Devin Nunes’ secret anti-FBI memo ‘centers’ around former Trump aide Carter Page: report
Much has been made of the memo drafted by House Intelligence Committee Chairman Devin Nunes (R-CA), who has gone out off his way—on multiple occasions—to provide Donald Trump with cover from the ongoing investigation by special counsel Robert Mueller.
While House Republicans (led by Nunes), have demanded the “release” of the memo to the public, they’ve simultaneously stonewalled the FBI, Department of Justice and Senate Intelligence Committee from obtaining a copy of the document. Still, as recently as Wednesday, Trump-backing GOP members have gone on TV to hype the memo and suggest impropriety among the FBI’s ranks.
As the New York Times reported Wednesday, the memo in question “centers” on a FISA warrant on Carter Page, submitted by investigators in the fall of 2016. This was one of two FISA warrants that have reportedly been issued against Page—he first became the subject of U.S. intelligence officials in 2014 due to his ties with Russia.
As the Times reports, the Nunes memo alleges misconduct on the part of the FBI because that FISA application relied on intelligence from former British MI6 agent Christopher Steele, who compiled the infamous dossier detailing ties between Trump and the Russian government.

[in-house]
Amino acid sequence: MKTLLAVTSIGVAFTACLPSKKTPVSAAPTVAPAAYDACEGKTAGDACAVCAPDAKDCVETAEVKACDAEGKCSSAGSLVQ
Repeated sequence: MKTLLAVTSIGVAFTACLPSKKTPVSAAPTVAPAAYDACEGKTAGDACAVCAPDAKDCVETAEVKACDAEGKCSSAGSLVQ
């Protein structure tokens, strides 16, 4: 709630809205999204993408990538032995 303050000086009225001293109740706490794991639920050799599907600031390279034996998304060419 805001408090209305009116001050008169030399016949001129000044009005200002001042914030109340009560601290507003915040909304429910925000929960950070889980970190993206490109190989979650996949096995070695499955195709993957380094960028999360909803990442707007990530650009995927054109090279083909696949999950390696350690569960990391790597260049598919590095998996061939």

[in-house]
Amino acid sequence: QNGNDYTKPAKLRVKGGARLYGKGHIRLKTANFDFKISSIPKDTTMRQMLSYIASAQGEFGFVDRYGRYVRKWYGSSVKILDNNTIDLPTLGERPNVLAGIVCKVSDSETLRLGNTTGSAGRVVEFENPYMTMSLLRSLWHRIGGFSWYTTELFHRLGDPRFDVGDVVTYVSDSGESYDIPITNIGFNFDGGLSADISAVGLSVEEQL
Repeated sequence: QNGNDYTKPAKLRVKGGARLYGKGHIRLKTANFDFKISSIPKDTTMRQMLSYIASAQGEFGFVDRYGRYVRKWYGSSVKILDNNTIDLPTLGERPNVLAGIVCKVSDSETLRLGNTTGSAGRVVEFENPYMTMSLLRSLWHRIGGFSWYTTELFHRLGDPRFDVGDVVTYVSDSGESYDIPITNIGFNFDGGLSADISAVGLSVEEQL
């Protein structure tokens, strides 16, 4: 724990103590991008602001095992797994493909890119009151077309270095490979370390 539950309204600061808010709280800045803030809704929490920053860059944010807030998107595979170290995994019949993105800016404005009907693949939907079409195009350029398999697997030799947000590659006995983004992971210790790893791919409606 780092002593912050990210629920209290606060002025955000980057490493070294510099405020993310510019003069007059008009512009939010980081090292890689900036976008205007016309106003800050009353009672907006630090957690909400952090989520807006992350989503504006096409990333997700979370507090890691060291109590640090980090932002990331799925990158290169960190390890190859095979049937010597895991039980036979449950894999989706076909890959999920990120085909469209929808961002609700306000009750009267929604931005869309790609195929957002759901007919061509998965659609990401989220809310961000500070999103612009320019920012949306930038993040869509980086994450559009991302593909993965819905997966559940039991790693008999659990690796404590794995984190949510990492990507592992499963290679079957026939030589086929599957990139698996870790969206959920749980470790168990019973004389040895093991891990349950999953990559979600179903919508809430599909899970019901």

People familiar with the memo told the Times that Nunes neglected to point out the FISA application “drew on other intelligence that the Republican memo misleadingly omits—but revealing that other information to rebut the memo would risk blowing other sources and methods of intelligence-gathering about Russia.”
Page has surfaced incrementally in public reporting on the Russia investigation. Of specific interest to investigators is a 2016 trip Page made to Moscow, during which he met with Russian government officials. Page later testified before the House Intelligence Committee, telling members he informed top Trump campaign officials about his travel plans during that campaign.
Throughout his testimony before the House intel panel, Page spent seven hours pleading the Fifth—while simultaneously insisting he’d done nothing wrong. He later participated in a series of perplexing interviews with hosts including MSNBC’s Chris Hayes and CNN’s Jake Tapper, and later emerged in a bright red bucket hat to deliver documents he’d been withholding from Congress.
Wednesday, Assistant Attorney General Stephen Boyd blasted committee chairman Nunes for declining to share the information with the Justice Department, insisting the DOJ is “unaware of any wrongdoing relating to the FISA process.”
Jack Lander, a spokesman for Nunes, told the Times, “it’s no surprise these agencies don’t want the abuses we’ve found to be made public.”